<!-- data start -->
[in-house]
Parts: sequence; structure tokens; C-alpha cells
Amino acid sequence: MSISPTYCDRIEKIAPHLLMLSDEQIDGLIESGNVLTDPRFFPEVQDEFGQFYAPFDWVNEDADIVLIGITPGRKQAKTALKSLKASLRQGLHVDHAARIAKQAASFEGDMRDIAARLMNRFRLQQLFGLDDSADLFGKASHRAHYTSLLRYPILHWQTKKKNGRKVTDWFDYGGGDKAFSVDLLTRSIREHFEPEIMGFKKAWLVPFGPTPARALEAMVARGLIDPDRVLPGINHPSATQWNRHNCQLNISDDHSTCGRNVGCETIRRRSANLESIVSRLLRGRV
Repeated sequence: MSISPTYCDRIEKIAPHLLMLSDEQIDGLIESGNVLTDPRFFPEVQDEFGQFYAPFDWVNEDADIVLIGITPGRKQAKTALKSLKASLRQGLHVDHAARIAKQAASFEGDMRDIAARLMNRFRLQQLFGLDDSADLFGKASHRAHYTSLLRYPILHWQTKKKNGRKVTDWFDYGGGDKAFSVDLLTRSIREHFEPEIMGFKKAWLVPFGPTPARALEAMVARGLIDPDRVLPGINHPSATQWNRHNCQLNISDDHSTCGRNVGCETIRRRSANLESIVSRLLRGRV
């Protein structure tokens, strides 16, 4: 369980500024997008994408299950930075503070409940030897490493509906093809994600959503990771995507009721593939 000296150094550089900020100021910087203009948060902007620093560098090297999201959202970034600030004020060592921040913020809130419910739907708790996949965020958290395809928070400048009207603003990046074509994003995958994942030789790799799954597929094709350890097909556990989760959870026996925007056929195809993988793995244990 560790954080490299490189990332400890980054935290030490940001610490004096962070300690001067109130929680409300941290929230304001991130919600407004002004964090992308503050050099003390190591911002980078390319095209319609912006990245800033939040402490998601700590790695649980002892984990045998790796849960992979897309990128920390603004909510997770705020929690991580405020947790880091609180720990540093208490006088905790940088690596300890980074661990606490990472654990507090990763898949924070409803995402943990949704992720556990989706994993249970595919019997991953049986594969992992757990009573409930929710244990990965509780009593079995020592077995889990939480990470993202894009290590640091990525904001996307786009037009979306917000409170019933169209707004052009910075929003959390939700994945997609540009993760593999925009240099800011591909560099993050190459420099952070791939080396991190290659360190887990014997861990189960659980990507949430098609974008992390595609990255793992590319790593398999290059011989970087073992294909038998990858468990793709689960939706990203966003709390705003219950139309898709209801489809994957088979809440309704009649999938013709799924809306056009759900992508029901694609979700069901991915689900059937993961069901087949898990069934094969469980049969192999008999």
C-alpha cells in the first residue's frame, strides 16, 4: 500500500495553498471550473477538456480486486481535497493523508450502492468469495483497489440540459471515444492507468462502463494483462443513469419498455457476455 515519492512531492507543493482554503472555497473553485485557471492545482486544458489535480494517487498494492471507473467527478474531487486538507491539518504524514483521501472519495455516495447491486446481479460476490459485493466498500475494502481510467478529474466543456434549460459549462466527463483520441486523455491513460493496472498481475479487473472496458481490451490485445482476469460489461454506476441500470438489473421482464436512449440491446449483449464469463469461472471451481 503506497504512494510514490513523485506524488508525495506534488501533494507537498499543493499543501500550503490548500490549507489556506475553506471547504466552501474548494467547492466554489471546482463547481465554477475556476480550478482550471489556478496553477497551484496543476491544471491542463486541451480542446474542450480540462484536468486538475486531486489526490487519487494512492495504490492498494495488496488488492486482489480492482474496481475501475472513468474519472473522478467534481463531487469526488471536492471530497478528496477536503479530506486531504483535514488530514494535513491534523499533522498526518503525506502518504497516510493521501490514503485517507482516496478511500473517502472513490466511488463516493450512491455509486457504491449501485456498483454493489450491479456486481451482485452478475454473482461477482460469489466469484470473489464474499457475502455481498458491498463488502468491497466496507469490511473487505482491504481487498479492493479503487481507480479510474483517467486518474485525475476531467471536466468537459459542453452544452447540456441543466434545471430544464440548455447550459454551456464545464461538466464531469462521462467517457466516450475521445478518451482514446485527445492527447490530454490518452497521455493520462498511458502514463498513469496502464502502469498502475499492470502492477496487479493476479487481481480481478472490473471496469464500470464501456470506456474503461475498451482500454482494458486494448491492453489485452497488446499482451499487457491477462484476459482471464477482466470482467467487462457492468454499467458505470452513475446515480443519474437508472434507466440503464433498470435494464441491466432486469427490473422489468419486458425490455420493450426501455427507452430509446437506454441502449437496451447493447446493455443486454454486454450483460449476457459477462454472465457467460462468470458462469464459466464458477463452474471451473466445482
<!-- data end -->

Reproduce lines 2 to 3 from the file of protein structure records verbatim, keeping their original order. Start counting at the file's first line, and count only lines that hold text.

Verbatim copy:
Parts: sequence; structure tokens; C-alpha cells
Amino acid sequence: MSISPTYCDRIEKIAPHLLMLSDEQIDGLIESGNVLTDPRFFPEVQDEFGQFYAPFDWVNEDADIVLIGITPGRKQAKTALKSLKASLRQGLHVDHAARIAKQAASFEGDMRDIAARLMNRFRLQQLFGLDDSADLFGKASHRAHYTSLLRYPILHWQTKKKNGRKVTDWFDYGGGDKAFSVDLLTRSIREHFEPEIMGFKKAWLVPFGPTPARALEAMVARGLIDPDRVLPGINHPSATQWNRHNCQLNISDDHSTCGRNVGCETIRRRSANLESIVSRLLRGRV